In an attempt to undermine the draft resolution focusing on "international terrorism", Kikhia pushed the Council to focus only on the attack at Entebbe: "Mr. President, I express my earnest hope that you will call on speakers to limit themselves to the issue before the Council."

At one point the debate became an exchange between Libya's Kikhia and Israel's Chaim Herzog, with the latter accusing the former's country of supporting international terrorism. "Libya's role in supporting international terrorism financially, militarily and politically, and its involvement in attempts at the assassination of foreign leaders, including Arab heads of state, is known to all of us…" Herzog submitted.

Kikhia shot back on a point of order: "As I said before, I will answer the fabrications, allegations and distortions of the representative of the Zionist entity later on. But now he obliges me to speak again just to say that Mr. Herzog can have Libyan friends…as an Irishman and as a Jew. We have nothing against the Irish and we have nothing against the Jew. We are fighting the aggressor Zionists and the terrorists."

Choosing to stand on the fence, Sweden Ambassador Kaj Sundberg said his country could neither condemn Israel nor reconcile its action with provisions of the UN Charter. "The problem with which we are faced is thus many-faceted. My Government, while unable to reconcile the Israeli action with the strict rules of the (UN) Charter, does not find it possible to join in a condemnation in this case."

The Security Council debate appears to have brought Tanzania and Uganda together. The two East African nations had had a rocky diplomatic relationship since January 1971 when Amin overthrew Milton Obote who went into exile in Tanzania. During the debate, however, Tanzania's envoy Salim Ahmed Salim challenged the Council to choose between "legitimising anarchy or ensuring the rule of law." Salim argued that Israel was being contemptuous of Africa, a continent that had for long been humiliated and occupied by foreign powers. Salim was instrumental in drafting the African resolution, which was later not put to vote.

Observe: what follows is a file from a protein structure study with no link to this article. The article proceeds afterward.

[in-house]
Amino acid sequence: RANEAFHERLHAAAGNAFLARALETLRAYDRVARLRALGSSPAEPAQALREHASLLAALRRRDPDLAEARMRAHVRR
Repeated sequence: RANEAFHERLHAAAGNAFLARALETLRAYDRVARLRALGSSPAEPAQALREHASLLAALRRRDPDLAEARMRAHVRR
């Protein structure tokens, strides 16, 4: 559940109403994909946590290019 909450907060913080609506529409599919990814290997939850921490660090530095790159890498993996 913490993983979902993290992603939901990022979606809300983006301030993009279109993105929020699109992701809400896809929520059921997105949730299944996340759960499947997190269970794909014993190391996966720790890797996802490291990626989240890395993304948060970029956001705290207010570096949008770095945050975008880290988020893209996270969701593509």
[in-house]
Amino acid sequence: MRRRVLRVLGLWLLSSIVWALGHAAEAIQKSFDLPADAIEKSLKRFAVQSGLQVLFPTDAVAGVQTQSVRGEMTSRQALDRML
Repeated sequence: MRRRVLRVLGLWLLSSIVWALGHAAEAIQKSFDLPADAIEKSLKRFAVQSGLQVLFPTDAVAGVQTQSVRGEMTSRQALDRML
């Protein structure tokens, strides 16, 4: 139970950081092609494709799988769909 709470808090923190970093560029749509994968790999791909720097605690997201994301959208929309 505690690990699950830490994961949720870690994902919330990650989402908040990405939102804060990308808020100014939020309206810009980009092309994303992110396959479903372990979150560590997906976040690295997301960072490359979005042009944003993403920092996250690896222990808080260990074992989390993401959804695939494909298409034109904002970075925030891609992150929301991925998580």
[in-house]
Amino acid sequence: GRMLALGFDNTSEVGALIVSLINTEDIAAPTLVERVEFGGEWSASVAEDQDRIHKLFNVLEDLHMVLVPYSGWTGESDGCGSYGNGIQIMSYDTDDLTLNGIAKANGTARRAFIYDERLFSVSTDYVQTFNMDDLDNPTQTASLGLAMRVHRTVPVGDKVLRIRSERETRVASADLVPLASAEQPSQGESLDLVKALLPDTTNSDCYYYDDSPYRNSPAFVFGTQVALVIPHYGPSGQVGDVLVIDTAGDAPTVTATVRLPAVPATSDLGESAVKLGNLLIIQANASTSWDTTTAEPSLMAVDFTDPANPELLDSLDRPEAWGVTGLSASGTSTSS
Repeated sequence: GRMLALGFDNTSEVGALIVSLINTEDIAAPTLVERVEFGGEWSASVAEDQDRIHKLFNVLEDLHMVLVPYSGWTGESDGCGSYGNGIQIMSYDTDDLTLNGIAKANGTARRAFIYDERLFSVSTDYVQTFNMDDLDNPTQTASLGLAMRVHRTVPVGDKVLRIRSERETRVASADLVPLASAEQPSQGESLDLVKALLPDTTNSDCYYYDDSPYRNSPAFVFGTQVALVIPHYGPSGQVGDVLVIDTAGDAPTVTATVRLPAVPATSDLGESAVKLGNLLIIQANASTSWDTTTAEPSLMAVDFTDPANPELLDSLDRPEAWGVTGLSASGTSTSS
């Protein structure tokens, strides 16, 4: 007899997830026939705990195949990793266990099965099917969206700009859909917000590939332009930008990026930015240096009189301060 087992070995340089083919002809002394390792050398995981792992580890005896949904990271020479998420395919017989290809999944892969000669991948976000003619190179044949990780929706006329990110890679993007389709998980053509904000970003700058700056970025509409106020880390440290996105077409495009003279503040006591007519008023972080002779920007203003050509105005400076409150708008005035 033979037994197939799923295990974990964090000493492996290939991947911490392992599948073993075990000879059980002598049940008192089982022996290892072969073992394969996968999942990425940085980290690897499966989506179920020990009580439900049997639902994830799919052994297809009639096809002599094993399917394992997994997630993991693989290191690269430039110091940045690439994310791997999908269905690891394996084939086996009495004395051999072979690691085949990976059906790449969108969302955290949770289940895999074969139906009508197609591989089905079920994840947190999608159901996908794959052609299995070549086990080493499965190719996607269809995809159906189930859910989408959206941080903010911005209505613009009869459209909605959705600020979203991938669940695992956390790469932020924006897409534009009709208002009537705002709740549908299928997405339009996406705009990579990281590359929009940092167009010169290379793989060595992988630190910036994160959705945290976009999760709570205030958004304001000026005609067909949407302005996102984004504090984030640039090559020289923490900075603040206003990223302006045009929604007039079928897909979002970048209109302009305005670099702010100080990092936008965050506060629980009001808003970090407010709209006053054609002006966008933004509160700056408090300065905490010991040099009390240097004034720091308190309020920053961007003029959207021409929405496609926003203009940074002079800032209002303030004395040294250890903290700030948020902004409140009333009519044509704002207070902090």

To the vote

In the end, there were two draft resolutions. The first one, submitted jointly by the United States and the United Kingdom, condemned the hijacking, calling on all states to prevent and punish terrorist acts. The second draft sponsored by Benin, Libya and Tanzania, condemned Israel's "brazen and naked aggression." It demanded that Israel compensate Uganda for the damage caused during the raid but made no mention of the hijacking or of terrorism.

When put to the vote, the first resolution received only four votes from France, Italy, Japan and Sweden, besides its sponsors of USA, UK and Israel. It thus failed to sail through because it fell short of the nine votes required for its approval. Other members including Benin, China, Guyana, Libya, Pakistan, the Soviet Union and Tanzania declined to take part in the vote.

Ambassador Salim of Tanzania later said he had declined to push the second resolution to a vote noting that it had not been possible to treat the complaint on its merits because of the acrimonious nature of the debate.

In the sixth part, Uganda takes the fight to the Non-aligned Movement (NAM) summit in Colombo, Sri Lanka.


About the author

Wilson Akiiki Kaija
Wilson Akiiki Kaija is is a URN editor and media trainer with 12 years’ experience as a journalist, and producer. He joined URN in April 2011 as a News Editor, before moving on to head the Training Department towards the end of 2014. He is in charge of coordinating URN’s internship and mid-career training programmes.

He has previously worked as a Senior Journalism Trainer for the BBC Media Action where he coordinated training and mentoring programme in Uganda. Between 2004 and 2007, Wilson managed and directed programming at Kyoga Veritas Radio, a community radio station based in Soroti, Uganda.